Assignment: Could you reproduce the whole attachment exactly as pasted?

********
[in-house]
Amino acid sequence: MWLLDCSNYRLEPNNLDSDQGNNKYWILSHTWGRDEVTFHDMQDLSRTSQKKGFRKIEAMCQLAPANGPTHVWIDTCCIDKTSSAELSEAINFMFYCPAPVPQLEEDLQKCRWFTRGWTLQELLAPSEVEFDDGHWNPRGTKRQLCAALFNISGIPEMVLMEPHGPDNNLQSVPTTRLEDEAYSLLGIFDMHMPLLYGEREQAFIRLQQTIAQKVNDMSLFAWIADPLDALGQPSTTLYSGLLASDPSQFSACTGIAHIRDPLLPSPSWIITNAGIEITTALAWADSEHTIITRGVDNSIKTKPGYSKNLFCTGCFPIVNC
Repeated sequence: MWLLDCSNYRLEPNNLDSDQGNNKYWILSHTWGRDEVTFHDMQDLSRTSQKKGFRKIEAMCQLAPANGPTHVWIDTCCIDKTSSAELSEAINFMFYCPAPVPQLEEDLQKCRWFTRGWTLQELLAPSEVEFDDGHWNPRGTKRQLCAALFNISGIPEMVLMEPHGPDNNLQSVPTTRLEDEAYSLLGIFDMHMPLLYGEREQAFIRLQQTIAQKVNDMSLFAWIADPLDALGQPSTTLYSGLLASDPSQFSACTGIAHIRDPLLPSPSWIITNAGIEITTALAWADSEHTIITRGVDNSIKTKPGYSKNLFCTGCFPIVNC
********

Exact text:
[in-house]
Amino acid sequence: MWLLDCSNYRLEPNNLDSDQGNNKYWILSHTWGRDEVTFHDMQDLSRTSQKKGFRKIEAMCQLAPANGPTHVWIDTCCIDKTSSAELSEAINFMFYCPAPVPQLEEDLQKCRWFTRGWTLQELLAPSEVEFDDGHWNPRGTKRQLCAALFNISGIPEMVLMEPHGPDNNLQSVPTTRLEDEAYSLLGIFDMHMPLLYGEREQAFIRLQQTIAQKVNDMSLFAWIADPLDALGQPSTTLYSGLLASDPSQFSACTGIAHIRDPLLPSPSWIITNAGIEITTALAWADSEHTIITRGVDNSIKTKPGYSKNLFCTGCFPIVNC
Repeated sequence: MWLLDCSNYRLEPNNLDSDQGNNKYWILSHTWGRDEVTFHDMQDLSRTSQKKGFRKIEAMCQLAPANGPTHVWIDTCCIDKTSSAELSEAINFMFYCPAPVPQLEEDLQKCRWFTRGWTLQELLAPSEVEFDDGHWNPRGTKRQLCAALFNISGIPEMVLMEPHGPDNNLQSVPTTRLEDEAYSLLGIFDMHMPLLYGEREQAFIRLQQTIAQKVNDMSLFAWIADPLDALGQPSTTLYSGLLASDPSQFSACTGIAHIRDPLLPSPSWIITNAGIEITTALAWADSEHTIITRGVDNSIKTKPGYSKNLFCTGCFPIVNC